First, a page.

WWE, Elimination Chamber
The WWE schedule remains a brutal one. Getty Images
Every Road to Wrestlemania season, I’m reminded of the grueling nature of the WWE schedule. WWE boasts the fact that they have no off season as a point of pride, but it’s also pretty irresponsible. Of course you want to keep your athletes from ring rust, but there’s a difference between keeping someone warmed up and driving someone into the ground to the point that they’ll be exhausted by the time of the big game. 
 
In light of increasing sensitivity in regards to athlete safety in all sports, there’s no excuse for putting wrestlers through an event like the Elimination Chamber on the way to WrestleMania. Sports entertainers have gone on record as saying that the Chamber match is legitimately painful and dangerous. They fall on metal with no give, which not only hurts, but it doesn’t even look that good. While I love a good car wreck like the next fan, putting this pay-per-view just before the Showcase of the Immortals is downright stupid. Vince McMahon’s old school mentality of toughness bleeds into the modern era in a disservice to his employees. This idea that only the strong survive is all well and good, but not if half of your roster is on the disabled list when it really counts.
 
I’ve made the point time and time again that great matches aren’t always great for wrestling. Sure, it feels counter-intuitive, but five-star matches dilute the big picture; the big picture being WrestleMania (or Summerslam, or the Royal Rumble). While Raw and Smackdown’s weekly programing like to brag about constant “WrestleMania calibur matches,” this leaves us with nothing to look forward to at the actual WrestleMania. Even with all the grandiose pageantry, the grandest stage of them all should be a time where wrestlers go all out and put on extraordinary performances. But if you’re doing this every week, it’s near impossible for WrestleMania to remain special.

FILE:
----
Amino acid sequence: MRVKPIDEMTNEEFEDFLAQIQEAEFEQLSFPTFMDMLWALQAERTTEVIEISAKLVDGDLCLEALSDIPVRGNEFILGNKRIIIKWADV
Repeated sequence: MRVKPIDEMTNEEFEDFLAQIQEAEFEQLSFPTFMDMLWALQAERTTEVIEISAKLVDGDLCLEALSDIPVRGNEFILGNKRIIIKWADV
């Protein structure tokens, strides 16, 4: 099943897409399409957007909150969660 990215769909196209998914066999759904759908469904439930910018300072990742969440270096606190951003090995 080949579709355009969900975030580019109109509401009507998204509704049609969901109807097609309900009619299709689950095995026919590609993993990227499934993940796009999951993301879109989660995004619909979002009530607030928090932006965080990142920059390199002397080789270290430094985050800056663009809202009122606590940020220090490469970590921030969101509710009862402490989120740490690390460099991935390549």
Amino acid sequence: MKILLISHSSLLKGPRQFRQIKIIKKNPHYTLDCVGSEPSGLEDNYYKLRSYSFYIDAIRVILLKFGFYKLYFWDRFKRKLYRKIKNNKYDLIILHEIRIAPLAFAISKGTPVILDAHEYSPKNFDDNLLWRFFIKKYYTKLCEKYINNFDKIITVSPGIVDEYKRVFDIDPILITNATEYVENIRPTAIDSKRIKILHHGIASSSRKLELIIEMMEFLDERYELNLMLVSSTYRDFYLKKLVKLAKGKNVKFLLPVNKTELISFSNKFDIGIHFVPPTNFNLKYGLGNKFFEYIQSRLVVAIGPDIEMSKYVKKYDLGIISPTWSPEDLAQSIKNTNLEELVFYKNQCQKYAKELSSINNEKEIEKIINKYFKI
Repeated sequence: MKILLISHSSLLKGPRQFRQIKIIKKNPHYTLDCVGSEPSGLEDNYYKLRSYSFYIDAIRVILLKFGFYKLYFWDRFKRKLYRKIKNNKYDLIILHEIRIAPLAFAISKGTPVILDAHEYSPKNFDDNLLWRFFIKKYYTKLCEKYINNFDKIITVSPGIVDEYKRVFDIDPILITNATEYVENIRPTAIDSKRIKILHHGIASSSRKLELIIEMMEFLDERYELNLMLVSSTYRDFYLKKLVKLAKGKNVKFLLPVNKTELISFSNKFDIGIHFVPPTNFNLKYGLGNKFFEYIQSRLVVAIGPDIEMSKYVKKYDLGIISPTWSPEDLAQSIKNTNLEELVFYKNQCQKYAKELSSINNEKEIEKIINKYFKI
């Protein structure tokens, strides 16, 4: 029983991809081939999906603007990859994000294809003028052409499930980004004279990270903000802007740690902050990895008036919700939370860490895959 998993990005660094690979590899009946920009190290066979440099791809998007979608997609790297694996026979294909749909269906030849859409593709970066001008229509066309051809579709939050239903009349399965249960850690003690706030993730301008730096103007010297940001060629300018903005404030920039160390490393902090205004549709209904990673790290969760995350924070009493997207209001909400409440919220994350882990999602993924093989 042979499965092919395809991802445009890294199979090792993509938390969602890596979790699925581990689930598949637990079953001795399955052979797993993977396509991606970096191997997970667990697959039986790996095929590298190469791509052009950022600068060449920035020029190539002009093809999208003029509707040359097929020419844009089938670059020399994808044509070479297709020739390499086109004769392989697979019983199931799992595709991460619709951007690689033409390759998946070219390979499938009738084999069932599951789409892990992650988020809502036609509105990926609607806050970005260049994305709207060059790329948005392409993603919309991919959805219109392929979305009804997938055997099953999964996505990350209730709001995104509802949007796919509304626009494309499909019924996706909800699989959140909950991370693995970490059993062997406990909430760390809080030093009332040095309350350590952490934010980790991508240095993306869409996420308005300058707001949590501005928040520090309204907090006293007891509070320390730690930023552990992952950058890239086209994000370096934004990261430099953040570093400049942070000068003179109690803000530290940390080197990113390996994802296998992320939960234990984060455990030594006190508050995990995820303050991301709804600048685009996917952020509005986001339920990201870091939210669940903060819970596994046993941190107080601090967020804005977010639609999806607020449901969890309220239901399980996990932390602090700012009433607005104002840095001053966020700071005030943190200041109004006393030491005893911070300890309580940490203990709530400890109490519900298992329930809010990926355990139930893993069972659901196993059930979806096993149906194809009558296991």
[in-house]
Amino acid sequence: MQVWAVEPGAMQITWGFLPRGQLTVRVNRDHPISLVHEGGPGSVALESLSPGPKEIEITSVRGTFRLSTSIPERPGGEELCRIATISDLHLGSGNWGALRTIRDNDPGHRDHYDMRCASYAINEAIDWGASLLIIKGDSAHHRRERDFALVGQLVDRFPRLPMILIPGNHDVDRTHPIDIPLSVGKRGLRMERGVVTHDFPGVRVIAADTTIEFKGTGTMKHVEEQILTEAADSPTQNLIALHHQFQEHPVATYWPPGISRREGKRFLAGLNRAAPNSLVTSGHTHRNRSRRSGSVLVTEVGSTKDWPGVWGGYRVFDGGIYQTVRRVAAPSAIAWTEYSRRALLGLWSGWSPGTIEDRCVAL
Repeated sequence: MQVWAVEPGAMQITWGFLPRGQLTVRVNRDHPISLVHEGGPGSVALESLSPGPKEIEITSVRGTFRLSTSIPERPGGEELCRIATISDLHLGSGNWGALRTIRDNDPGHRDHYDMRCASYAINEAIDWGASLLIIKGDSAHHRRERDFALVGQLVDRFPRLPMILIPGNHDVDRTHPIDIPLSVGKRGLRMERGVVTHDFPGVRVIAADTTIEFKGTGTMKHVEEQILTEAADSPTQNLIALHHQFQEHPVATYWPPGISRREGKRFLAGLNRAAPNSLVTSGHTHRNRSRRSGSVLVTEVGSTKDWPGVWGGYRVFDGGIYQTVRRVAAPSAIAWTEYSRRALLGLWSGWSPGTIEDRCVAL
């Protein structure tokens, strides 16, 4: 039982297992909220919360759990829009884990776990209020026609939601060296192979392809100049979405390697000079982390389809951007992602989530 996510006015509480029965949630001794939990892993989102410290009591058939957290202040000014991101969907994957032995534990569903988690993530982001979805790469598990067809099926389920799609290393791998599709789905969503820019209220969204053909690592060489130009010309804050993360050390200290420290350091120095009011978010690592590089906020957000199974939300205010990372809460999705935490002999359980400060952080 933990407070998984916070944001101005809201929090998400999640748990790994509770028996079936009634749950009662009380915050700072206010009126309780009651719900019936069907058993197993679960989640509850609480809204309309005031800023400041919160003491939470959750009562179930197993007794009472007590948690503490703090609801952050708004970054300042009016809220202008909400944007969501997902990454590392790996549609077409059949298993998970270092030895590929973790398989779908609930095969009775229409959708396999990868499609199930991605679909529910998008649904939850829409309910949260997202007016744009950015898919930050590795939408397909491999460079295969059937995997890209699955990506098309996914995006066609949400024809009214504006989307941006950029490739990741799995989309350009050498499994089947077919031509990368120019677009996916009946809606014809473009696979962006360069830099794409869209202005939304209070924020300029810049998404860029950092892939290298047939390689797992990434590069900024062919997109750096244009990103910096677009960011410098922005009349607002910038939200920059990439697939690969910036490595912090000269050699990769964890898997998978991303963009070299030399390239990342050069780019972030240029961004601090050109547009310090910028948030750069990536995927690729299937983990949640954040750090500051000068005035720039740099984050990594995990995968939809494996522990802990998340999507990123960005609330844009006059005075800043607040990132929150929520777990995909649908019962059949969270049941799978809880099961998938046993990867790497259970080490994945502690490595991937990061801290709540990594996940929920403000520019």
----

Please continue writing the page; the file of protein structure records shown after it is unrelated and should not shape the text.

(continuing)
“Special” is a word we’ve heard the McMahons throw around about certain superstars, specifically Brock Lesnar. “Brock is special.” Surely, Ronda Rousey will be deemed “special,” which is more or less a way of Vince to rationalize why he has to give someone a lighter schedule. But this “special” kind of contract does beget good booking. Keeping someone or something from overexposure ensures that your audience will be more excited when the moment finally does occur. This also makes moments memorable. The sports entertainment economy’s biggest export is nostalgia. As Kurt Angle said in his Hall of Fame speech, wrestling is about creating moments. 
 
Being incredible in the ring will make you a fan favorite, but preserving a five-star match for the perfect time is what creates a legend. Today’s athletes put on performances on a weekly basis which would be considered some of the top matches of all time had they happened even a decade ago. The in-ring aspect has improved exponentially since the great migration of indy stars to the WWE. Do these wrestlers the justice of protecting their bodies until it truly matters. There’s something to be said about building up excitement to an amazing match. But what’s being done is akin to a fireworks show where the whole thing is the grand finale.
In regards to the Elimination Chamber, this needs to be a match that appears on a rare occasion. We now have these scheduled bi-monthly events centered around a stipulation, when it should be an a surprise announcement for a major pay-per-view. 
 
“The championship will be decided at Summerslam in an Elimination Chamber match!” is much more interesting than: “The Elimination Chamber event is in February!”
 
Give me Fastlane or Backlash over Elimination Chamber and TLC any day. Save these matches for the right moment. Have a Chamber match at Backlash. Have a TLC match at WrestleMania. These are the matches that I will remember. The past few Elimination Chamber matches may have been great, but the problem is, I don’t remember them. I remember the first few Chamber matches, when it was special. I remember the first few TLC matches, when it was special. I remember the first few Money in the Bank matches, when it was special. Utilize these big matches only when necessary to show off your world class performers, and never, ever, put them in a career shortening match before WrestleMania.
 
 
Nathan Burke is a standup comedian based in Boston and can be found on Twitter @IamNathanBurke